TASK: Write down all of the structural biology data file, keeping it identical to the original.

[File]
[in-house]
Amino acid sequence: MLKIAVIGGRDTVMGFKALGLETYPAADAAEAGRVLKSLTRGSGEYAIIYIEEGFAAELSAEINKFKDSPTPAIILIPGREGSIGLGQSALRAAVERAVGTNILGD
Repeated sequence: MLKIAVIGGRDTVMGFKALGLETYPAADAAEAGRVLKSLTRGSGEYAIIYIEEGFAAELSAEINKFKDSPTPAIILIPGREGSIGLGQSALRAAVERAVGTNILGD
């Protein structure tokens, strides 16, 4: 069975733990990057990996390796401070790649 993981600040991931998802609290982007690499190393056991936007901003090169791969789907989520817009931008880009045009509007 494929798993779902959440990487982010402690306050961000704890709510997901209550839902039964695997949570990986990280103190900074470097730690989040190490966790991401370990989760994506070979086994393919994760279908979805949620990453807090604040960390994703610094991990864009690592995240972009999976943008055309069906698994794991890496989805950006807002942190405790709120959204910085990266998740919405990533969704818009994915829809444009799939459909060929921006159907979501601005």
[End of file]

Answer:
[in-house]
Amino acid sequence: MLKIAVIGGRDTVMGFKALGLETYPAADAAEAGRVLKSLTRGSGEYAIIYIEEGFAAELSAEINKFKDSPTPAIILIPGREGSIGLGQSALRAAVERAVGTNILGD
Repeated sequence: MLKIAVIGGRDTVMGFKALGLETYPAADAAEAGRVLKSLTRGSGEYAIIYIEEGFAAELSAEINKFKDSPTPAIILIPGREGSIGLGQSALRAAVERAVGTNILGD
């Protein structure tokens, strides 16, 4: 069975733990990057990996390796401070790649 993981600040991931998802609290982007690499190393056991936007901003090169791969789907989520817009931008880009045009509007 494929798993779902959440990487982010402690306050961000704890709510997901209550839902039964695997949570990986990280103190900074470097730690989040190490966790991401370990989760994506070979086994393919994760279908979805949620990453807090604040960390994703610094991990864009690592995240972009999976943008055309069906698994794991890496989805950006807002942190405790709120959204910085990266998740919405990533969704818009994915829809444009799939459909060929921006159907979501601005």